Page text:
Broadband services

FCC Data: Fixed Broadband Still Growing

The latest Internet Access Services report from the FCC confirms that American broadband subscriptions are on the rise.

As of the end of 2012, the latest time period for which the Federal Communications Commission (FCC) has data, 69.7% of fixed Internet connections met the broadband speed threshold of 3 Mbit/s downstream and 768 kbit/s upstream. That's a measurable increase over the 64% statistic cited only six months prior. Total fixed Internet subscriptions also rose from 90 million to 92.6 million in the second half of the year. (See US Still Suffers Broadband Divide.)

The mobile broadband trends are even more dramatic. Only 37.8% of mobile connections met the speed requirements for broadband classification, according to the FCC's report, but that number marks a significant improvement over the 28% figure reported six months earlier. Total mobile Internet connections also jumped from 153 million in the middle of 2012 to 169.2 million at the end of that year.

While the FCC's broadband access report paints a rosy picture, there are some mitigating factors to consider. Most notably, the jump in mobile connections coincides with an apparent growth trend in the percentage of American households that rely on wireless service as their sole source of Internet access.

According to the Pew Internet Home Broadband 2013 report published in August, 10% of households use only mobile connections to access the Internet. In contrast, an expert from the Joint Center for Political and Economic Studies estimated last March that the number of mobile-only subscribers was down around 7%. While the number from the Joint Center was only estimation, the suggestion that mobile access is substituting for fixed Internet in a growing segment of the population makes sense in the context of other evidence. Smartphone penetration continues to rise, and many households can't afford both a higher mobile phone bill and the cost of fixed Internet service at home.

There is also the issue of disparity in Internet access across different states. In the FCC's latest report, Massachusetts took the prize as the state with the highest percentage of households claiming fixed broadband connections with a total of 77%. New Jersey wasn't far behind with 76%. However, at the bottom of the state list, Mississippi pulled down the average with a measly 24% fixed broadband penetration rate.

Meanwhile, cable dominated as the most popular form of Internet access across the country. In the second half of 2012, the number of cable broadband subscriptions grew nearly 17% to 44.1 million. Asymmetric DSL broadband subs grew just over 1% to top 13 million. And fiber-to-the-premises broadband connections increased 7.07% to hit 6.43 million.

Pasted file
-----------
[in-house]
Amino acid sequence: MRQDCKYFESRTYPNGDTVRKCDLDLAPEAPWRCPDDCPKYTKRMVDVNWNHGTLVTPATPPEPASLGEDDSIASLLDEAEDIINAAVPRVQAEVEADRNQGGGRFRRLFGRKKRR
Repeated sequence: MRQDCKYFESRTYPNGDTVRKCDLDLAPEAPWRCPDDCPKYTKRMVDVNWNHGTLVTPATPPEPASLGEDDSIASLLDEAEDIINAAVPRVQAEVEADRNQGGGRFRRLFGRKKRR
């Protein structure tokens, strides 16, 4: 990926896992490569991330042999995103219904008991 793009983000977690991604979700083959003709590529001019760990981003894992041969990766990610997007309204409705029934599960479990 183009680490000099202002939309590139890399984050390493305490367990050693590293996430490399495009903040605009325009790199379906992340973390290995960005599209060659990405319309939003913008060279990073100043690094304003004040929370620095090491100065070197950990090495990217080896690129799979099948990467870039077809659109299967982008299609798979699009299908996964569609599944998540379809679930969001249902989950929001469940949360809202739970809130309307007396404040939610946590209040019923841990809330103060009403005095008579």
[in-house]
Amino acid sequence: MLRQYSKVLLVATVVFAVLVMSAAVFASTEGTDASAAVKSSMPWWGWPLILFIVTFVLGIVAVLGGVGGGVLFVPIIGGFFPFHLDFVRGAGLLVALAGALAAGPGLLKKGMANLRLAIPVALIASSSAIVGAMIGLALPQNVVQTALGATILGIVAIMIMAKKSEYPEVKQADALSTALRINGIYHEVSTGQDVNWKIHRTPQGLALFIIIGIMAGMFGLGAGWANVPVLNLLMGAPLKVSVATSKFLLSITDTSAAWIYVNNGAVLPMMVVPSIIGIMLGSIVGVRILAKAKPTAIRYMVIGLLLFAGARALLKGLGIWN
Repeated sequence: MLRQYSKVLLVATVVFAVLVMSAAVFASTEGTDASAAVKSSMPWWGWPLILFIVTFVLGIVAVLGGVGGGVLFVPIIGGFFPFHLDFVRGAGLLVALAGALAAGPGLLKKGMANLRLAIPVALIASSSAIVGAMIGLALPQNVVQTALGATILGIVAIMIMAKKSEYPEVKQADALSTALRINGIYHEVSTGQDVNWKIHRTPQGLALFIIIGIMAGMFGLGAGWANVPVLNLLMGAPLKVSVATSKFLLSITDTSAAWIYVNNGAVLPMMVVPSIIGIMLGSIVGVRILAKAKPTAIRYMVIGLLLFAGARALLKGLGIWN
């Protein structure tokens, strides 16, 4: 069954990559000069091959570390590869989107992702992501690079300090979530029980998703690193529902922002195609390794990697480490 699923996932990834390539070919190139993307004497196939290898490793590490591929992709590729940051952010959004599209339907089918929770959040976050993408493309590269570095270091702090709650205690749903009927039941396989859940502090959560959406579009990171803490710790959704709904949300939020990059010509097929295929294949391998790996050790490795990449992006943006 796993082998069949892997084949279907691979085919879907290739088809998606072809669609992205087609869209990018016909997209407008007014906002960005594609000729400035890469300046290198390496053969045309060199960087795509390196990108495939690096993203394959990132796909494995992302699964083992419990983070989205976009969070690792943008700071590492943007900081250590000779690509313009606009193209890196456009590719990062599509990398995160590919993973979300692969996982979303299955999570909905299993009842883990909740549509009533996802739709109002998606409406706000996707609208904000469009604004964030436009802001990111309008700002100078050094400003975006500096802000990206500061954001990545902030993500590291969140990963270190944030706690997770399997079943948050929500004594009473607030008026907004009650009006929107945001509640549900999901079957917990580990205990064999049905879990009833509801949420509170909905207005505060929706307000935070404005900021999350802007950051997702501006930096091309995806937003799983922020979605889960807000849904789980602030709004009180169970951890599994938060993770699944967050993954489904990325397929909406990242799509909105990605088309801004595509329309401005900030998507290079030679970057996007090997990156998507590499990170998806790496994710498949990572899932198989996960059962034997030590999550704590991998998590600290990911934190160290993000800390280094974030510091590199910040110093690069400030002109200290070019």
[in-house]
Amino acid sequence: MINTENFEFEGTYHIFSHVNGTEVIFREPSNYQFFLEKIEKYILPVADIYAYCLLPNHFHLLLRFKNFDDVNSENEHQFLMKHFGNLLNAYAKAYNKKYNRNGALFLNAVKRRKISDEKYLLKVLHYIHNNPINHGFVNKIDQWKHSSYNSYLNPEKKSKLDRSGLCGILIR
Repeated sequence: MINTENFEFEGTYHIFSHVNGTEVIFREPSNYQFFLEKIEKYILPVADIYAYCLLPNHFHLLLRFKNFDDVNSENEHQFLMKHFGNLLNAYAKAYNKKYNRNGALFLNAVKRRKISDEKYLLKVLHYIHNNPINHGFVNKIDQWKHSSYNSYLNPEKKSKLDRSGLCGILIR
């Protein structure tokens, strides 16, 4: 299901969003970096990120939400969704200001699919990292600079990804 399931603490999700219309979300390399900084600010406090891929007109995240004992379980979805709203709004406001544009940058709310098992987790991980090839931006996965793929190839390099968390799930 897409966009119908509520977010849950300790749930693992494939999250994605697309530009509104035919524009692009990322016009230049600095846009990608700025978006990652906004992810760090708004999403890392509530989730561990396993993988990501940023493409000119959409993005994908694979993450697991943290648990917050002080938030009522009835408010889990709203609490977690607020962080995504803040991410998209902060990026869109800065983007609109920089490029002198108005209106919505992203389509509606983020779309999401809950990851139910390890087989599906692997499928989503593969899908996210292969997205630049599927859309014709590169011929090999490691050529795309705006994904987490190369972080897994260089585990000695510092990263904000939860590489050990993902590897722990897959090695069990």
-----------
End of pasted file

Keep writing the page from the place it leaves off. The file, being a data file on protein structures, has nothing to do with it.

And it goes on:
— Mari Silbey, Special to Light Reading Cable

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DOShea 12/30/2013 | 10:34:02 AM
Mobile Considering how old the data is, that mobile number seems surprisingly high. I wonder what the current reality is...
Sarah Thomas 12/30/2013 | 11:31:41 AM
Re: Mobile I had that same thought, as I imagine it's still trending upwards. I know broadband disparity in some states is still quite profound though.
DOShea 12/30/2013 | 2:01:06 PM
Re: Mobile Can mobile broadband find some easy pickings in those states where fixed broadband penetrations is very low, or will the mobile care as little about those markets and customers as the landline operators do?
Carol Wilson 12/30/2013 | 2:04:45 PM
Re: Mobile It's interesting - cable still dominates fixed broadband but it's bleeding pay TV subs to the telecom and satellite guys. That makes it sound like more people are buying cable broadband but using streaming video  instead of the expensive pay TV packages. 
Sarah Thomas 12/30/2013 | 2:07:16 PM
Re: Mobile That's a big debate. They should, but I don't think many see the economic incentive. The local government and businesses are getting involved in a lot of cases.
Sarah Thomas 12/30/2013 | 2:08:46 PM
Re: Mobile Cable TV is so much more expensive than broadband, I doubt they are happy with this trade off. Although, they do seem to deny it's happening on most earnings call, but it has to be to some extent.
Carol Wilson 12/30/2013 | 2:09:53 PM
Re: Mobile I think at this point it's impossible to deny - check out Alan's latest story: http://www.lightreading.com/cable-video/video-services/cables-pay-tv-share-slips-again-/d/d-id/707108?
DanJones 12/30/2013 | 4:22:52 PM
Re: Mobile Wonder how the Dish fixed wireless plans will factor into this over time?
albreznick 12/30/2013 | 5:52:50 PM
Re: Mobile Yup, Carol. You're right. Big MSOs like Time Warner Cable and Charter are now reporting growing numbers of subs who take broadband but not video. So it's a real phenomenon that's starting to show up in their bottom lines. And i think it's just going to accelerate now.    
Carol Wilson 12/30/2013 | 6:06:12 PM
Re: Mobile Especially as their wireline broadband provides the bandwidth for the in-home wireless devices to access video as well as PCs and connected TVs. 

P.S. We finally broke down and bought a Roku box -- not cancelling the cable subscription yet but also not agreeing to a longer contract to get better DVR. 
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